The Rafts Go By
And the kayaks and the boats and the inner tubes… From trudging through the heavy snow of winter to floating on water, fishing on water, paddling on water. There is a constant stream of traffic through the town headed for the Blackfoot River or the many lakes. Everywhere in the country, summer begins on the 4th of July. We are no different. But how does a town of 50 celebrate the 4th, you ask. Here is how: (A short fun video I made of the event filmed from my window). The theme was Back-to-the-Good Times.
Something else that comes alive in the summer is our Brand Bar Museum, which was the site of the original Trixi’s Saloon back in the day.
At the entrance, you will be greeted by this short description of the town’s history.
Local artist Angela Bennett produced a beautiful map of the Montana Watershed, which you will find there.
One entire room reproduces a room from the early days of Ovando, including furnishings, table settings, and clothing. Members of the community have donated from their own collections. The treasures in early photographs and accounts of the first settlers are not to be missed. If the museum isn’t open when you come, check with the Blackfoot Store to see if there is someone available to open it for you.
For those seriously interested in the history of this exceptional little town, I have produced a History of Ovando, Part 1, which is available on YouTube. Part 2 is in production. If you haven't seen it, here is "Simon Hoyt's Legacy."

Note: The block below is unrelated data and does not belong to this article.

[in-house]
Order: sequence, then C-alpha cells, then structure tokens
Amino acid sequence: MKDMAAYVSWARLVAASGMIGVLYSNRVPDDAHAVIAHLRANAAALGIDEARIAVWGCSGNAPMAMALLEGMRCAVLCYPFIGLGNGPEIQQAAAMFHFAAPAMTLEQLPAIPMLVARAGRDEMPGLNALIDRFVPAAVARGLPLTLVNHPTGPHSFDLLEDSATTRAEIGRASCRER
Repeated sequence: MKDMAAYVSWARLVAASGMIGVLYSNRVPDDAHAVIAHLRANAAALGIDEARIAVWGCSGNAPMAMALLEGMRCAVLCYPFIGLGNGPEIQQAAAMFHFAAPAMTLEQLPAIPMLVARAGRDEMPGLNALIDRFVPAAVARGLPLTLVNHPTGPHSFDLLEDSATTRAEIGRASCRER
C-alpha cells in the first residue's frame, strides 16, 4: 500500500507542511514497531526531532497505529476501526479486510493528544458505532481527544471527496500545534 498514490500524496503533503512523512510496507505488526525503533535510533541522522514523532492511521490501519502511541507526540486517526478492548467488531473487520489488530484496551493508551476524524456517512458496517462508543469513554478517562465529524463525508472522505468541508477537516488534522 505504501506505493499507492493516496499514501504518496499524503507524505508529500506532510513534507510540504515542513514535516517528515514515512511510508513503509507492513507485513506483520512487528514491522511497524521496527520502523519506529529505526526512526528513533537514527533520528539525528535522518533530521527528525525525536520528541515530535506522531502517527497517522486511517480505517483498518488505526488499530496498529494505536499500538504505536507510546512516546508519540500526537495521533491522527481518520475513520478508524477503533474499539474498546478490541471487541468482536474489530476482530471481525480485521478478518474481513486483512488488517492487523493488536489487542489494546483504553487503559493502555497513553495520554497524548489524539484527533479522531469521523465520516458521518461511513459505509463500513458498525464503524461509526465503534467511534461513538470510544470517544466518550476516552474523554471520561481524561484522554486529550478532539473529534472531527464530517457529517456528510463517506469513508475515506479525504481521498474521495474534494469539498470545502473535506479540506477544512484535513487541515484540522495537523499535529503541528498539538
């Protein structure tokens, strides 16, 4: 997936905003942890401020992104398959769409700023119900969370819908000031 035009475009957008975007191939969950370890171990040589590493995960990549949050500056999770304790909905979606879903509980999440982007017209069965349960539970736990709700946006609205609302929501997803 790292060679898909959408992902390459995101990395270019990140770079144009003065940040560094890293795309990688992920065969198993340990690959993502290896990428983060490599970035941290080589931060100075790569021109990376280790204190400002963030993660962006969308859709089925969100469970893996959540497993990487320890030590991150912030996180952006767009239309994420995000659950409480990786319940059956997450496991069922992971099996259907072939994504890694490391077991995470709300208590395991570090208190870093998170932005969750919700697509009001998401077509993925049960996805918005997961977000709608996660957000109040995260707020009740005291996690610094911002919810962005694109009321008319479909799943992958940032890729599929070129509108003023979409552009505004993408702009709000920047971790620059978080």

While we are looking back, I have unearthed some fun short clips of early clog dancing. I’m especially fond of this one, filmed in a home in Appalachia that is testimony to the way families enjoyed themselves before screens took us over. We know that similar events that took place in early Ovando.
In contrast to the lively foot work, have a look at this next dance in which the woman appears not to be on her feet at all but merely floating in a wedding dance in Kyrgystan. It is amazing to watch. Two other short dances follow. https://www.facebook.com/watch/?v=560508065123815
In the next pieces, the feet are still but the fingers move. I mean really move! I continue to find very young musicians who astonish me. I could never have imagined a 5-year-old who could play Chopin’s Fantasy Impromptu. How ever did he learn it in the first place, not to mention small fingers playing it? And looking about so casually as he does it! Meet Jonah Ho.
Now here are 40 deft fingers giving Beethoven a new sound on Flamenco Guitar. You have never heard Für Elise sound like this. I know you will enjoy these four superb musicians.
I often hear a new song from birds, hidden away in the leaves of trees, which I would love to identify! Cornell Labs (ground zero for birdwatchers) has created an app for smartphones to do just that. Here is the link to get it.
Identify Bird Calls Easily with the BirdNET App – TechAcute
The skies seem to have been especially busy this month, including the Pleiades Meteor Shower that just ended. Unfortunately, smoky skies over many areas prevented viewing. But the eyes of telescopes large and small never close and as they improve, bring us ever more news of the universe. In 1990, the Hubble Telescope was the first to be transported into space (347 miles!) to provide us with a vastly more detailed picture of the universe in lovely photographs like this one of the Veiled Nebula.